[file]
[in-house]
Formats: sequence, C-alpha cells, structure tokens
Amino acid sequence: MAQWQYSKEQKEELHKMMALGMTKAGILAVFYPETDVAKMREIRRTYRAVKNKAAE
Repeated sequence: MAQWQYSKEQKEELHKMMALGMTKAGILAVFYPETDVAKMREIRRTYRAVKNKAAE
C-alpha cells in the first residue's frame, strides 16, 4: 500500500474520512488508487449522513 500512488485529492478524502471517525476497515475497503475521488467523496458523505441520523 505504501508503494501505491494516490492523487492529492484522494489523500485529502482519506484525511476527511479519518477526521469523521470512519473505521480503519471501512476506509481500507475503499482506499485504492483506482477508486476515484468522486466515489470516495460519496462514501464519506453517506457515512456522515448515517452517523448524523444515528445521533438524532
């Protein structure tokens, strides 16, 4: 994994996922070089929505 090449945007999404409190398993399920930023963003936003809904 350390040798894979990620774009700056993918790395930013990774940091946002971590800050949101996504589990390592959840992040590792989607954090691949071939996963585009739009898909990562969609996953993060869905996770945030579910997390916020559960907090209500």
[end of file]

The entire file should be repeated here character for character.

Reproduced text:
[in-house]
Formats: sequence, C-alpha cells, structure tokens
Amino acid sequence: MAQWQYSKEQKEELHKMMALGMTKAGILAVFYPETDVAKMREIRRTYRAVKNKAAE
Repeated sequence: MAQWQYSKEQKEELHKMMALGMTKAGILAVFYPETDVAKMREIRRTYRAVKNKAAE
C-alpha cells in the first residue's frame, strides 16, 4: 500500500474520512488508487449522513 500512488485529492478524502471517525476497515475497503475521488467523496458523505441520523 505504501508503494501505491494516490492523487492529492484522494489523500485529502482519506484525511476527511479519518477526521469523521470512519473505521480503519471501512476506509481500507475503499482506499485504492483506482477508486476515484468522486466515489470516495460519496462514501464519506453517506457515512456522515448515517452517523448524523444515528445521533438524532
């Protein structure tokens, strides 16, 4: 994994996922070089929505 090449945007999404409190398993399920930023963003936003809904 350390040798894979990620774009700056993918790395930013990774940091946002971590800050949101996504589990390592959840992040590792989607954090691949071939996963585009739009898909990562969609996953993060869905996770945030579910997390916020559960907090209500």